The Fire Mages by Pauline M Ross is an imaginative fantasy novel which tells the story of Kyra, a young village girl with an ambition to become a scribe and have the ability to write spellpages – and leave her boring village behind. She meets interesting and mysterious characters, learns about magic, and travels far and wide as she learns more about magic, the politics of her home country, and herself.
I thoroughly enjoyed The Fire Mages and found it difficult to put down. It is a compelling story written with a strong narrative voice. The characters are well rounded, interesting and individual. The plot is exciting, with unexpected twists and turns.
One aspect which readers who are new to fantasy might struggle with is the large number of new and substituted words used in the book. In some cases I think these might have been unnecessary, such as using the word “board” for a meal, but others, like using “sun” to mean day and “moon” to mean month, combined with mentions of sun and moon deities, give the world depth. The new and substituted words are used with a strong context on their first use, and introduced gradually such that it is easy to pick up the meaning. Invented words like Kellon (a lord), Kellonor (a lord’s first heir) and Bai-Kellonor (a lord’s second heir) also give insight into the social framework of the world, and the rules Ross has used to create these and other words are clear and consistent, aiding understanding.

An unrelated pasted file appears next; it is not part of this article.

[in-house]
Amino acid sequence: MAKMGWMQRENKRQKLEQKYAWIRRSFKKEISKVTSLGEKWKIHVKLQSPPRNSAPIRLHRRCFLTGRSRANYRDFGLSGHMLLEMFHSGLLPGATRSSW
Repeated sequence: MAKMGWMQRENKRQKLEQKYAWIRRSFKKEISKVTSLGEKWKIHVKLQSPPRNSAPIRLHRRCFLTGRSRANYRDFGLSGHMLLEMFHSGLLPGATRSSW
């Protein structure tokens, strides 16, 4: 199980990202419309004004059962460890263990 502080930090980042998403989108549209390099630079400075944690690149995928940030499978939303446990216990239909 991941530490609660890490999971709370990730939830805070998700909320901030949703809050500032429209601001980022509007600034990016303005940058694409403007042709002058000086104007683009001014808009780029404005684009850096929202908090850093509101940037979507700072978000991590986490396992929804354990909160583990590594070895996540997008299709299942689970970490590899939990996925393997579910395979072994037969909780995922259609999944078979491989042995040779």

The use of language in this way brings to life the rich fantasy world in which the story is set. It is clear that Ross put a lot of thought into her world, and as a result it is so much more interesting and complex than a lot of fantasy worlds.
Towards the end I felt that some of the characters didn’t seem to take the situation as seriously as they should have, and this undermined the climax. One decision the protagonist, Kyra, makes after the climax seems odd, even unbelievable, in the context of what has happened.
Overall, though, I found the plot well structured, with little subplots that popped up here and these adding depth to the story and characters and providing foundations on which later plot points were built.
I rate The Fire Mages 8/10. It is a well written, solid story, with a rich cast of characters set in a well-developed original fantasy world. What holds it back is slight over-use of invented vocabulary and the undermined climax.